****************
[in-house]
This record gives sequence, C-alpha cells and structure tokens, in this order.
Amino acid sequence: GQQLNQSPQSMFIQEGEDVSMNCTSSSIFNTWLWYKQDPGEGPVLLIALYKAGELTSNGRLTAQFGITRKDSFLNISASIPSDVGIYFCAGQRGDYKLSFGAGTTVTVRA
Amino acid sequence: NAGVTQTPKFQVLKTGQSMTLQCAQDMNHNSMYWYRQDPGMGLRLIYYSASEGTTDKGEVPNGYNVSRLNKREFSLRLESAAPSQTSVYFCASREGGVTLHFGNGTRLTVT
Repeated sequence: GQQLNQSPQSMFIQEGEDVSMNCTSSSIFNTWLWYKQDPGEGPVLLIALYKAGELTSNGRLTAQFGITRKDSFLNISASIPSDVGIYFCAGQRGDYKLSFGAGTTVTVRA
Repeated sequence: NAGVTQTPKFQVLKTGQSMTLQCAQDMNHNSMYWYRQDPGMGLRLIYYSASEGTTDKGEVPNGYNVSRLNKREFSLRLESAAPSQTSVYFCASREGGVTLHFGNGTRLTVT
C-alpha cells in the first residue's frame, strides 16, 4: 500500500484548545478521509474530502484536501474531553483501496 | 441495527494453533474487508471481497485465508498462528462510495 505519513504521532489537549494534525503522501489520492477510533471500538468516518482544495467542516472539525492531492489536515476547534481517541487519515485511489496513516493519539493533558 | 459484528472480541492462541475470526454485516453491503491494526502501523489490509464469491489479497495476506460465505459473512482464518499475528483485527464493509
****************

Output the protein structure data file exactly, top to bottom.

[in-house]
This record gives sequence, C-alpha cells and structure tokens, in this order.
Amino acid sequence: GQQLNQSPQSMFIQEGEDVSMNCTSSSIFNTWLWYKQDPGEGPVLLIALYKAGELTSNGRLTAQFGITRKDSFLNISASIPSDVGIYFCAGQRGDYKLSFGAGTTVTVRA
Amino acid sequence: NAGVTQTPKFQVLKTGQSMTLQCAQDMNHNSMYWYRQDPGMGLRLIYYSASEGTTDKGEVPNGYNVSRLNKREFSLRLESAAPSQTSVYFCASREGGVTLHFGNGTRLTVT
Repeated sequence: GQQLNQSPQSMFIQEGEDVSMNCTSSSIFNTWLWYKQDPGEGPVLLIALYKAGELTSNGRLTAQFGITRKDSFLNISASIPSDVGIYFCAGQRGDYKLSFGAGTTVTVRA
Repeated sequence: NAGVTQTPKFQVLKTGQSMTLQCAQDMNHNSMYWYRQDPGMGLRLIYYSASEGTTDKGEVPNGYNVSRLNKREFSLRLESAAPSQTSVYFCASREGGVTLHFGNGTRLTVT
C-alpha cells in the first residue's frame, strides 16, 4: 500500500484548545478521509474530502484536501474531553483501496 | 441495527494453533474487508471481497485465508498462528462510495 505519513504521532489537549494534525503522501489520492477510533471500538468516518482544495467542516472539525492531492489536515476547534481517541487519515485511489496513516493519539493533558 | 459484528472480541492462541475470526454485516453491503491494526502501523489490509464469491489479497495476506460465505459473512482464518499475528483485527464493509